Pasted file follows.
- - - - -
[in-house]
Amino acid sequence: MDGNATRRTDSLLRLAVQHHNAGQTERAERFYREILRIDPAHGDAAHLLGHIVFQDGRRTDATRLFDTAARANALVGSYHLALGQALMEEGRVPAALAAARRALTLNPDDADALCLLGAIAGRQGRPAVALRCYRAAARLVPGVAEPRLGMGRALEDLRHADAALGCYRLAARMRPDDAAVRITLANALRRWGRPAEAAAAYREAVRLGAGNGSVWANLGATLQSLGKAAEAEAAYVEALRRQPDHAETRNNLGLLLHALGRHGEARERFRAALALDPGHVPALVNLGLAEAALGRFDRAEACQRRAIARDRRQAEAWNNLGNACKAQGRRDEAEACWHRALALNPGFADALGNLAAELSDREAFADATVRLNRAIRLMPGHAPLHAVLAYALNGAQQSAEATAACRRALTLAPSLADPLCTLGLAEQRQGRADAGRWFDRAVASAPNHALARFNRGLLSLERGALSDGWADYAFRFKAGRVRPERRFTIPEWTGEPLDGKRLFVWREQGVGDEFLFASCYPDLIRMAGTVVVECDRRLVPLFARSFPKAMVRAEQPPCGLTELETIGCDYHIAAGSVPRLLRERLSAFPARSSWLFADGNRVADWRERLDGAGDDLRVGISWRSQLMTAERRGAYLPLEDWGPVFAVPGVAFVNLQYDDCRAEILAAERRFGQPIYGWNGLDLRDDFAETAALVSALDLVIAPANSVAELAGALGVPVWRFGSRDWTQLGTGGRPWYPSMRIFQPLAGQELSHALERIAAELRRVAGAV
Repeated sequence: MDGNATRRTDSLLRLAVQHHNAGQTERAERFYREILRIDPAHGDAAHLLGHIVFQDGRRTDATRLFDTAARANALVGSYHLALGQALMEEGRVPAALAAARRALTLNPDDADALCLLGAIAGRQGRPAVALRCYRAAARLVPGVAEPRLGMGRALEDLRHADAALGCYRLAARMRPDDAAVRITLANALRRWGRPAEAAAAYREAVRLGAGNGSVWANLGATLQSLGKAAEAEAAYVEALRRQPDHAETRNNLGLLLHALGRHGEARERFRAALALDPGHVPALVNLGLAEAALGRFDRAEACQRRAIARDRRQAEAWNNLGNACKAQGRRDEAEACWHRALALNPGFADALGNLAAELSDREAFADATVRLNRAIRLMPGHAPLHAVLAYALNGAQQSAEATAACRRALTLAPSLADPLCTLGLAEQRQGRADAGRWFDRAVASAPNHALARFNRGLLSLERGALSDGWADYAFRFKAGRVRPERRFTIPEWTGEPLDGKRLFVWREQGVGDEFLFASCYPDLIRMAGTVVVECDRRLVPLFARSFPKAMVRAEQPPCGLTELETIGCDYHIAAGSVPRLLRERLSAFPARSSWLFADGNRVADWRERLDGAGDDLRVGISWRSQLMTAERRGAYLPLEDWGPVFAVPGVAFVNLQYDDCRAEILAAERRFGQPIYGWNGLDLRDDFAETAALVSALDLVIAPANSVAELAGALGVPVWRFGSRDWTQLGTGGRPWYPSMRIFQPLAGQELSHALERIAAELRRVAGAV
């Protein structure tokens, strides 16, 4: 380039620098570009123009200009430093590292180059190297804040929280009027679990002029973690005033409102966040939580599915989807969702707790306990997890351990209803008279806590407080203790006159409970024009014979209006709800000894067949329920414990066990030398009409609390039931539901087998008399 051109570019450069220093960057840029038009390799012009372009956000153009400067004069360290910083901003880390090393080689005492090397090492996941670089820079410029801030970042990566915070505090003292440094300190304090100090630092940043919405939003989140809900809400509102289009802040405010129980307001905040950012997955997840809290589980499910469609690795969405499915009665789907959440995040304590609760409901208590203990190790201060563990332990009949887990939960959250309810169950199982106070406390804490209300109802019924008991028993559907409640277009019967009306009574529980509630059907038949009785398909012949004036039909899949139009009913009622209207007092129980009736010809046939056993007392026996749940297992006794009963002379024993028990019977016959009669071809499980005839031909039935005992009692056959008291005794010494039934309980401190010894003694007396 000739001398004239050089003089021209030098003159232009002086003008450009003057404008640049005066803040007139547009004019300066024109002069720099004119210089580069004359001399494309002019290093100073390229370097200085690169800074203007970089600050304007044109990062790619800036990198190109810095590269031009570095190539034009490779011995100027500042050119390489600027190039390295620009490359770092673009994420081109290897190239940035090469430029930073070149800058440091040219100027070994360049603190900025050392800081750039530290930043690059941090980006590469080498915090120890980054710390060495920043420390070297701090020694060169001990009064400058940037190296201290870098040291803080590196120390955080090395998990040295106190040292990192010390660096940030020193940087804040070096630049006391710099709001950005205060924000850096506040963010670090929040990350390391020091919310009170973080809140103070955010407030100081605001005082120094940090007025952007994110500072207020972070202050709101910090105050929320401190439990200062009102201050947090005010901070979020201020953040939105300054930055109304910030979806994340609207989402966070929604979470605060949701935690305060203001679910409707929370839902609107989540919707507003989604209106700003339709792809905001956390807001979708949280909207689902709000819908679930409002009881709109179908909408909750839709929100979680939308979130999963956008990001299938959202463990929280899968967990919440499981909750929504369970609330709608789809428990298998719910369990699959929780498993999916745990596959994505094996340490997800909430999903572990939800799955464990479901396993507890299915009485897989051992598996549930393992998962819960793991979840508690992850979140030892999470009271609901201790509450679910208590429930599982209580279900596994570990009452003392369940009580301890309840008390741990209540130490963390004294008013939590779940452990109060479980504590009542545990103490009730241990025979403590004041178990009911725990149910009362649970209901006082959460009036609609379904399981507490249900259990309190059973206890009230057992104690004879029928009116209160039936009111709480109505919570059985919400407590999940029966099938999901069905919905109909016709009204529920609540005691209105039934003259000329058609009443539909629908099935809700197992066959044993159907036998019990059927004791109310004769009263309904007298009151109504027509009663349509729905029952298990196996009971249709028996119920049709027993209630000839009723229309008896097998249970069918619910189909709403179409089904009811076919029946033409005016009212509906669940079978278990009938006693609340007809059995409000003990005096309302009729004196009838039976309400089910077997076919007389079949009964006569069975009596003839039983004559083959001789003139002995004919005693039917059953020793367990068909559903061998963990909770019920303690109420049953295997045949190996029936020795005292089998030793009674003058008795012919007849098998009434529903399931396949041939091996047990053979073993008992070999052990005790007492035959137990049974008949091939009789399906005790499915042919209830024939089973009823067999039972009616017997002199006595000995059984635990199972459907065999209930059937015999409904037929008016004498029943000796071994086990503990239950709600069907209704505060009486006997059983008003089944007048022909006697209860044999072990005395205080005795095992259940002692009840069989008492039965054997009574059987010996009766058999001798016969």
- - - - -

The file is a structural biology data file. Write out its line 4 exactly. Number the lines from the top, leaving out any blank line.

């Protein structure tokens, strides 16, 4: 380039620098570009123009200009430093590292180059190297804040929280009027679990002029973690005033409102966040939580599915989807969702707790306990997890351990209803008279806590407080203790006159409970024009014979209006709800000894067949329920414990066990030398009409609390039931539901087998008399 051109570019450069220093960057840029038009390799012009372009956000153009400067004069360290910083901003880390090393080689005492090397090492996941670089820079410029801030970042990566915070505090003292440094300190304090100090630092940043919405939003989140809900809400509102289009802040405010129980307001905040950012997955997840809290589980499910469609690795969405499915009665789907959440995040304590609760409901208590203990190790201060563990332990009949887990939960959250309810169950199982106070406390804490209300109802019924008991028993559907409640277009019967009306009574529980509630059907038949009785398909012949004036039909899949139009009913009622209207007092129980009736010809046939056993007392026996749940297992006794009963002379024993028990019977016959009669071809499980005839031909039935005992009692056959008291005794010494039934309980401190010894003694007396 000739001398004239050089003089021209030098003159232009002086003008450009003057404008640049005066803040007139547009004019300066024109002069720099004119210089580069004359001399494309002019290093100073390229370097200085690169800074203007970089600050304007044109990062790619800036990198190109810095590269031009570095190539034009490779011995100027500042050119390489600027190039390295620009490359770092673009994420081109290897190239940035090469430029930073070149800058440091040219100027070994360049603190900025050392800081750039530290930043690059941090980006590469080498915090120890980054710390060495920043420390070297701090020694060169001990009064400058940037190296201290870098040291803080590196120390955080090395998990040295106190040292990192010390660096940030020193940087804040070096630049006391710099709001950005205060924000850096506040963010670090929040990350390391020091919310009170973080809140103070955010407030100081605001005082120094940090007025952007994110500072207020972070202050709101910090105050929320401190439990200062009102201050947090005010901070979020201020953040939105300054930055109304910030979806994340609207989402966070929604979470605060949701935690305060203001679910409707929370839902609107989540919707507003989604209106700003339709792809905001956390807001979708949280909207689902709000819908679930409002009881709109179908909408909750839709929100979680939308979130999963956008990001299938959202463990929280899968967990919440499981909750929504369970609330709608789809428990298998719910369990699959929780498993999916745990596959994505094996340490997800909430999903572990939800799955464990479901396993507890299915009485897989051992598996549930393992998962819960793991979840508690992850979140030892999470009271609901201790509450679910208590429930599982209580279900596994570990009452003392369940009580301890309840008390741990209540130490963390004294008013939590779940452990109060479980504590009542545990103490009730241990025979403590004041178990009911725990149910009362649970209901006082959460009036609609379904399981507490249900259990309190059973206890009230057992104690004879029928009116209160039936009111709480109505919570059985919400407590999940029966099938999901069905919905109909016709009204529920609540005691209105039934003259000329058609009443539909629908099935809700197992066959044993159907036998019990059927004791109310004769009263309904007298009151109504027509009663349509729905029952298990196996009971249709028996119920049709027993209630000839009723229309008896097998249970069918619910189909709403179409089904009811076919029946033409005016009212509906669940079978278990009938006693609340007809059995409000003990005096309302009729004196009838039976309400089910077997076919007389079949009964006569069975009596003839039983004559083959001789003139002995004919005693039917059953020793367990068909559903061998963990909770019920303690109420049953295997045949190996029936020795005292089998030793009674003058008795012919007849098998009434529903399931396949041939091996047990053979073993008992070999052990005790007492035959137990049974008949091939009789399906005790499915042919209830024939089973009823067999039972009616017997002199006595000995059984635990199972459907065999209930059937015999409904037929008016004498029943000796071994086990503990239950709600069907209704505060009486006997059983008003089944007048022909006697209860044999072990005395205080005795095992259940002692009840069989008492039965054997009574059987010996009766058999001798016969």